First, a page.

In promoting good causes around the world, Dangote has not only given his money, he devotes his time as well. He is a member of UN Secretary-General’s Global Education First Initiative steering committee, the Private Sector Health Alliance of Nigeria, the Global Business Coalition for Education led by Gordon Brown, and sits on the board of the ONE Campaign. For him, minding social causes is equally serious business.

It is easy to see how Aliko Dangote’s twin passions – free enterprise and social development – converge in his current involvement in global policy advocacy. One of such project is a global energy policy initiative which Dangote is promoting in collaboration with other leading entrepreneurs and African leaders on the platform of the World Economic Forum. He is also a member of the Clinton Global Initiative and sits on the board of the Corporate Council on Africa. There are several other platforms on which Aliko Dangote is using to advance global economic and development policy agenda.

In spite of his vast wealth and extensive global presence, despite being named by Forbes as the most powerful man in Africa, Aliko Dangote has largely stayed above the fray of partisan politics. It is indeed a testament to this that he has stayed largely above controversies and has fared equally with successive administrations. He made his forays into manufacturing largely under Obasanjo’s administration, served on Yar’dua’s economic team, but was awarded the prestigious national honors award of Grand Commander of the Order of the Niger (GCON) by President Jonathan. Dangote remains the only Nigerian to have received the award, who did not occupy the top three political offices in the country. In January 2016, Aliko Dangote was appointed by President Muhammadu Buhari to serve in the Presidential Committee on North-East Rehabilitation.

On a personal level, I have tried hard but unsuccessfully to drag him into the murky waters of politics. Particularly on two occasions I tried to persuade him to run for president, but he would not budge. Privately, we usually call him Mr. President. But to me in particular he would quickly reply with the qualification: “of Dangote Group”.

For all his achievements, what strikes you most about the man is his unassuming personality. For a man of such immense wealth, it is remarkable how easy it is to miss Aliko in a small crowd. With modest luxury and almost no ostentation, Dangote cuts the image of one who is immune to the lure of material acquisition. He has no fancy cars – just a reliable Toyota Landcruiser; no fancy dresses – designer shoes or diamond wristwatches; no sprawling mansion in the US, in South Africa or in London. Not even in Kano or Abuja. I do not know who convinced him to put up the structure on Karimu Kotun Street, but that is all that he has.

Whenever he is in Abuja he stayed in the house of our friend, Senator Gbenga Ogunniya, in Apo legislators’ quarters, and subsequently in Femi Otedola’s house on my street, Aso Drive. In other cities, he stays in hotels. He calmly explains that it helps avoid the need for personal security, domestic staff and maintenance.

He also eats simple. We had breakfast three weeks ago and I ended up not eating anything even after the menu was re-jigged – half raw egg, chicken sausage and plantain.

He has one cell phone and has maintained one phone number since GSM technology was born in Nigeria. He answers all his calls and would always return missed calls.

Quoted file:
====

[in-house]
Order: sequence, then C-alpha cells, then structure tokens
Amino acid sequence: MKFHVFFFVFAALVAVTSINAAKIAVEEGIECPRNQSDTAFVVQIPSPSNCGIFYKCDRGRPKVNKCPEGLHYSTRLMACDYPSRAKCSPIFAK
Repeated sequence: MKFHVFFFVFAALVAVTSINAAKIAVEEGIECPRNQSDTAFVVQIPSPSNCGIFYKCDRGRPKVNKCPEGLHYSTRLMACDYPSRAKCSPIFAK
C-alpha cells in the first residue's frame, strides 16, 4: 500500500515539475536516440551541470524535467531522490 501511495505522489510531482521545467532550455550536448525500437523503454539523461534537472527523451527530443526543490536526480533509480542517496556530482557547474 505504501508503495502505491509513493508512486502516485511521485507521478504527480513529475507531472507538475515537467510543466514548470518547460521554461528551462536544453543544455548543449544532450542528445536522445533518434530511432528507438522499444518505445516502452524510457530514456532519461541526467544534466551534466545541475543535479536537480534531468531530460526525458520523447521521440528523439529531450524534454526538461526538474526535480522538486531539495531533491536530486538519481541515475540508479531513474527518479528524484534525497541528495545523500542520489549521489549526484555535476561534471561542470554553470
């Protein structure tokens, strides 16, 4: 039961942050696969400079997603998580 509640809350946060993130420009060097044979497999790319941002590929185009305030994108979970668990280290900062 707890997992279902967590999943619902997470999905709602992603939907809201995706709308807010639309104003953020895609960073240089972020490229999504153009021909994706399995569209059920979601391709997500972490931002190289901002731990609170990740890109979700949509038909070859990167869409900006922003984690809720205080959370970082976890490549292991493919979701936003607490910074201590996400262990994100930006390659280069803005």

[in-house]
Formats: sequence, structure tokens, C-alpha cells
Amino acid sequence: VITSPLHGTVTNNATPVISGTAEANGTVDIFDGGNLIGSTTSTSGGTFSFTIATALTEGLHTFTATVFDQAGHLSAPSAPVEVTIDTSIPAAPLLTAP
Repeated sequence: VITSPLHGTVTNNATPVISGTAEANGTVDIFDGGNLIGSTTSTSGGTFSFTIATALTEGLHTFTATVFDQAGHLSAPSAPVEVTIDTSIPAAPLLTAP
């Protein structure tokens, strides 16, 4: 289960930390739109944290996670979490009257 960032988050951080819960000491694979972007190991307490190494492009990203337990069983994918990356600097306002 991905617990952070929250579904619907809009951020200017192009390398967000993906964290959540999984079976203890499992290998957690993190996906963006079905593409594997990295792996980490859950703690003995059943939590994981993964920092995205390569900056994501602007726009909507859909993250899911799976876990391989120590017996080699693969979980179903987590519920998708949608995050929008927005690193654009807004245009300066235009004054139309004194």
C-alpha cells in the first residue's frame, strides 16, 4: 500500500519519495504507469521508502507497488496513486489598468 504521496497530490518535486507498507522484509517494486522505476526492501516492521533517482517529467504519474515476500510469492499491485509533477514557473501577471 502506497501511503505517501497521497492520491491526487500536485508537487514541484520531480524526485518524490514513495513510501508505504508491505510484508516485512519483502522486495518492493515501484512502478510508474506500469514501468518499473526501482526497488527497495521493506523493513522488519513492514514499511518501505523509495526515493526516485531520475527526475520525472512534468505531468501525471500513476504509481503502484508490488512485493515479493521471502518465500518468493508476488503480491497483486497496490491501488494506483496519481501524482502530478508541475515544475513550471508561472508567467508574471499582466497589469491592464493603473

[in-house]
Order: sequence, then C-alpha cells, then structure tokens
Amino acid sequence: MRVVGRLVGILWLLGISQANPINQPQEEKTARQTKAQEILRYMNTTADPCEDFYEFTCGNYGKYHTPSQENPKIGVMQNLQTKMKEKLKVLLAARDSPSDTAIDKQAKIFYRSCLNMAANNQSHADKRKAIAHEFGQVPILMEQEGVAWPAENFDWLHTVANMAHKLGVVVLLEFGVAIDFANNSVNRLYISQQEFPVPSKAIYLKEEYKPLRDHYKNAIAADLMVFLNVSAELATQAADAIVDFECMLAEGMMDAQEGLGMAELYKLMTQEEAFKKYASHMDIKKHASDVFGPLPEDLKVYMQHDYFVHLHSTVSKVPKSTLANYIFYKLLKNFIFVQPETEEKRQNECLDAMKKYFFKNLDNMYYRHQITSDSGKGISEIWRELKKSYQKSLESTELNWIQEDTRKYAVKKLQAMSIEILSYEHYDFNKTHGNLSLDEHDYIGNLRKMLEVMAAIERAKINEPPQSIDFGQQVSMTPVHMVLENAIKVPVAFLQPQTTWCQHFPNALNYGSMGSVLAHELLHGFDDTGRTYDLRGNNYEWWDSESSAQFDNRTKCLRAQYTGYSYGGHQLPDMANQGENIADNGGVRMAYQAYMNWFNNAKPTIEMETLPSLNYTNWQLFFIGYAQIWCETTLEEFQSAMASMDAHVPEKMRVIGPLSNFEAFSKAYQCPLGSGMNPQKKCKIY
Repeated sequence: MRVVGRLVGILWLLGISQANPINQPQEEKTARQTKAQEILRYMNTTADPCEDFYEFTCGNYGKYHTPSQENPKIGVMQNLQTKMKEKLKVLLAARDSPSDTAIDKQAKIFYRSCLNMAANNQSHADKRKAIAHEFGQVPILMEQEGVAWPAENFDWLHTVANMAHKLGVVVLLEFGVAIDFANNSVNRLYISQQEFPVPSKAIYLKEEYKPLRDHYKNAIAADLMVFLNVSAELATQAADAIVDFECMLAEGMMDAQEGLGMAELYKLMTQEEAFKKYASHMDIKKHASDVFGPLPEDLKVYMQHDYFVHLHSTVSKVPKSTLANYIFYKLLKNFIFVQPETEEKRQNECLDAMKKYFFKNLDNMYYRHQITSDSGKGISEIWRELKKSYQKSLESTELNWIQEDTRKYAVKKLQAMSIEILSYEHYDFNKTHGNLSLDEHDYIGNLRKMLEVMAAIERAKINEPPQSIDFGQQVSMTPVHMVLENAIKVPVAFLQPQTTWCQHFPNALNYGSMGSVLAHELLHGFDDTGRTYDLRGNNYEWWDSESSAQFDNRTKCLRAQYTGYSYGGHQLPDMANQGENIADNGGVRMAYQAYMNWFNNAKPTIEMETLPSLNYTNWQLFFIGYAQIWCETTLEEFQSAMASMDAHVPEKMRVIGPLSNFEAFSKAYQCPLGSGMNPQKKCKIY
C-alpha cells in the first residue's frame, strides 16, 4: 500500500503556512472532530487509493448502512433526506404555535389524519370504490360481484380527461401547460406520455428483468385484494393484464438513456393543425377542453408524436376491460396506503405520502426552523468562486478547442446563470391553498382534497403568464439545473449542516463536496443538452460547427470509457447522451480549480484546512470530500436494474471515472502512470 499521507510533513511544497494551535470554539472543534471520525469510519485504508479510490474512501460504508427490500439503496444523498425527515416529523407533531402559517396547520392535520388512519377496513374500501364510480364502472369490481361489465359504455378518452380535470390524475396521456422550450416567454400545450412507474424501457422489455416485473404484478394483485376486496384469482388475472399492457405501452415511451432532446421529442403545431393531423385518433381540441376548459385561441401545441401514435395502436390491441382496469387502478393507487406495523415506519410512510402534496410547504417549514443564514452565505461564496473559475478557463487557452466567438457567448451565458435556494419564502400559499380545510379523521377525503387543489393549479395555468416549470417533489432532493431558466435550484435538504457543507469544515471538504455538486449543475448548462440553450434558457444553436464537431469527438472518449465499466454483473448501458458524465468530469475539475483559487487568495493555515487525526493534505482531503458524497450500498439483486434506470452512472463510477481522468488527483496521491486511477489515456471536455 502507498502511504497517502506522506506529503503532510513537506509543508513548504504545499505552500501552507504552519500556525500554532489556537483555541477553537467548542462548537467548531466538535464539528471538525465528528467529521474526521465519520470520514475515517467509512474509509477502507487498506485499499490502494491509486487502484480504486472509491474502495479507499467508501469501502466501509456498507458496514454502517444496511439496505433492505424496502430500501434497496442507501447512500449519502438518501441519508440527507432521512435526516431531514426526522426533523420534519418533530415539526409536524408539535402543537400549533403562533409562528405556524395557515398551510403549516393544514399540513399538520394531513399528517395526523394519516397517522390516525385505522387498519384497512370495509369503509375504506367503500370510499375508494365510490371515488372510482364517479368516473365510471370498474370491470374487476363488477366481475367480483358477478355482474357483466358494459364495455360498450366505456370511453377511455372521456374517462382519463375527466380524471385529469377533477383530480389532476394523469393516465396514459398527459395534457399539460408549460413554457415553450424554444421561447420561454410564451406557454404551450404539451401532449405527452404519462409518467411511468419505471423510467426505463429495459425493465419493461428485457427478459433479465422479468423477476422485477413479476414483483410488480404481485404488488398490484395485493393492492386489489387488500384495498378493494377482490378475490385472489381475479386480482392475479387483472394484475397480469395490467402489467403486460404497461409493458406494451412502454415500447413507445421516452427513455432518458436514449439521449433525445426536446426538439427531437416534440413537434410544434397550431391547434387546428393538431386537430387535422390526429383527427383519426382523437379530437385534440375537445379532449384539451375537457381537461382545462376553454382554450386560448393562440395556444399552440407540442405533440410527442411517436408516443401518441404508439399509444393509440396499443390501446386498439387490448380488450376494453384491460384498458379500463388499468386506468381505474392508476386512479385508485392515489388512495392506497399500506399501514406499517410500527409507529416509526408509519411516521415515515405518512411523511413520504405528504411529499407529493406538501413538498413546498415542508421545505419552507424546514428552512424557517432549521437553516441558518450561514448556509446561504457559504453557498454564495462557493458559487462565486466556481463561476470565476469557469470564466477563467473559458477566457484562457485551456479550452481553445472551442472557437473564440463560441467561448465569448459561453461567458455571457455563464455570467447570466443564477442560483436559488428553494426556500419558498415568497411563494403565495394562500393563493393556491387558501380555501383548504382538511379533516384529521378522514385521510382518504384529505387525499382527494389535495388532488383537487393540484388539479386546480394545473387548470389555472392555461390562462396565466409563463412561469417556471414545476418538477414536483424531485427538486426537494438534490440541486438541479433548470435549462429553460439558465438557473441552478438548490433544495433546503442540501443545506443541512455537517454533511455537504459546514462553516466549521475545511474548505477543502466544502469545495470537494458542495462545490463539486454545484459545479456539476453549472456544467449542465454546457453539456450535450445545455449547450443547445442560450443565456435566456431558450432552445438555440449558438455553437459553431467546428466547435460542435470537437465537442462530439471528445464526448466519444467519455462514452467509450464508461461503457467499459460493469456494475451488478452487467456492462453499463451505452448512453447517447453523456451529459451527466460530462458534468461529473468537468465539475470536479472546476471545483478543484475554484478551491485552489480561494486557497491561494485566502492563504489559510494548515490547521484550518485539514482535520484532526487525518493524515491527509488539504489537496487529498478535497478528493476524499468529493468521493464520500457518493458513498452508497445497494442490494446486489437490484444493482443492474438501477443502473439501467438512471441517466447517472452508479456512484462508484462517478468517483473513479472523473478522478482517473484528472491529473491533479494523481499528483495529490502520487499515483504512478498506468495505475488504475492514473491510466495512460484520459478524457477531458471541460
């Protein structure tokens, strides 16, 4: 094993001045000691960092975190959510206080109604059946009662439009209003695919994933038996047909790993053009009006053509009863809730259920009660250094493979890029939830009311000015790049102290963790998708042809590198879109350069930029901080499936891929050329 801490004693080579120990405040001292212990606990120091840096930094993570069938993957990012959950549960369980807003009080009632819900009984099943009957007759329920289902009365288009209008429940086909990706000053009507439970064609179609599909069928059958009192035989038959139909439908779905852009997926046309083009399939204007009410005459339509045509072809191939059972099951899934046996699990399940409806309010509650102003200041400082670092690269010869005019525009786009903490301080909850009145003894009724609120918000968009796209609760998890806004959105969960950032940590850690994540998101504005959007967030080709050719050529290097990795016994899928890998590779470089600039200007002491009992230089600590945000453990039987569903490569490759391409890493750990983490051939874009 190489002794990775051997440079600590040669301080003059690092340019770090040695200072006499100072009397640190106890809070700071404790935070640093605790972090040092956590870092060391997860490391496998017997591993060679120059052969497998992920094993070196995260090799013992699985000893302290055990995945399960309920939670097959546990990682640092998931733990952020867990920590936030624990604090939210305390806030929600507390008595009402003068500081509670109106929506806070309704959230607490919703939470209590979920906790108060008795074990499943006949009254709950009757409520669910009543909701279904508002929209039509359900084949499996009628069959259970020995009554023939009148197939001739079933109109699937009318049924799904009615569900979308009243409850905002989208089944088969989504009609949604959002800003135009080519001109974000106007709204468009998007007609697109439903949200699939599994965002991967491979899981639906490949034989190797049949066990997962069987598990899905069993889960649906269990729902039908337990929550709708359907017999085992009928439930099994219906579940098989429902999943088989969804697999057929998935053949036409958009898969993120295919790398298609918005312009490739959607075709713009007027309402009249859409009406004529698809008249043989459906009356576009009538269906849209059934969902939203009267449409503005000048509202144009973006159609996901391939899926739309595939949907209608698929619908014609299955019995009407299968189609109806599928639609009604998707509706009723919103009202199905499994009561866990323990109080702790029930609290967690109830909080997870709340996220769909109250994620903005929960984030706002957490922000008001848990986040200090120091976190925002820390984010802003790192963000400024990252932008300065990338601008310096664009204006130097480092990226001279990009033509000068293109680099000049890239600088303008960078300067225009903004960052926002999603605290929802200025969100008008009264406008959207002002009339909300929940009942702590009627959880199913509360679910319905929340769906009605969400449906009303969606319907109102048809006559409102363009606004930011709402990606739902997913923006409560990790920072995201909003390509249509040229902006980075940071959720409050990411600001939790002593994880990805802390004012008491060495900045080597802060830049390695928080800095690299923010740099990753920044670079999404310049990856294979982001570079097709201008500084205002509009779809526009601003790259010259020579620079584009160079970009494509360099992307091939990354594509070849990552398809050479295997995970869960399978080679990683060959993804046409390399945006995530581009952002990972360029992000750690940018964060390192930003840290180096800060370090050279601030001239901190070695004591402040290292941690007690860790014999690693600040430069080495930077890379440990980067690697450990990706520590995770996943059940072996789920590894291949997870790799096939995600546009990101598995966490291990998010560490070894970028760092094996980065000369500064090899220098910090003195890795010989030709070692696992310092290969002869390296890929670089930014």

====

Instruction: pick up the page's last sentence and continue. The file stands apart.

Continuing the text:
Given his near-austere lifestyle, his legendary humility and ability to mingle effortlessly with all classes of people, one forgets easily that we are describing the richest black man.

Aliko’s astonishing humility was by no means the product of any humble origins. Born in Kano on April 10, 1957 to Alhaji Mohammed Dangote, a wealthy trader and Hajia Mariya Sanusi Dantata, also a wealthy business woman in her own right, Aliko was surrounded at birth with privileges. Yet, today, the most consistent testimony of his life is that he is both humble and a self-made man.

As Aliko Dangote celebrates sixty remarkable years of a very extraordinary life, there is no doubt that many people will be celebrating the man for a multitude of reasons. For Sani Dangote, his immediate younger brother, “Aliko is a humble family man, very dedicated and focused. He is passionate about success, and goes out of his way to assist others to also succeed”. Femi Otedola, arguably his closest friend, described him as “simply a legend and God-sent to Nigeria. Imagine what the cost of a bag of cement or sugar would be if we had to import all we need. Also imagine the critical role his refinery will play in the economy. Otedola advises that as Dangote clocks 60, he should “take it easy, rest and sleep more”. Our friend, Nduka Obaigbena, sums up the essential Aliko in just two words: “rich but humble”.

Our mutual friend and brother, Samad Rabiu, chairman and founder of BUA Group, had this to say: “Aliko is one of the best friends you can ever have – simple, humble, polite, down-to-earth and fun to be with – provided you don’t venture into his kind of business. He is a blessing to Nigeria and indeed the whole of Africa.”

Perhaps the most touching testimony on Aliko comes from Fatima, his daughter: “he is simple, loving, very hard-working, generous and forgiving. What is generally not known about him is that, despite his serious mien, he is very sensitive and emotional”.

To these moving testimonies I will add that Dangote is reliable and dependable; he is passionate about project Nigeria, which we discuss frequently.

May the Almighty continue to keep him for us, for our country, for Africa and for the rest of the world.

Happy Birthday Mr. President.

  • Ibrahim-Imam, an entrepreneur, farmer and politician, was the Presidential Adviser on Senate Matters to President Obasanjo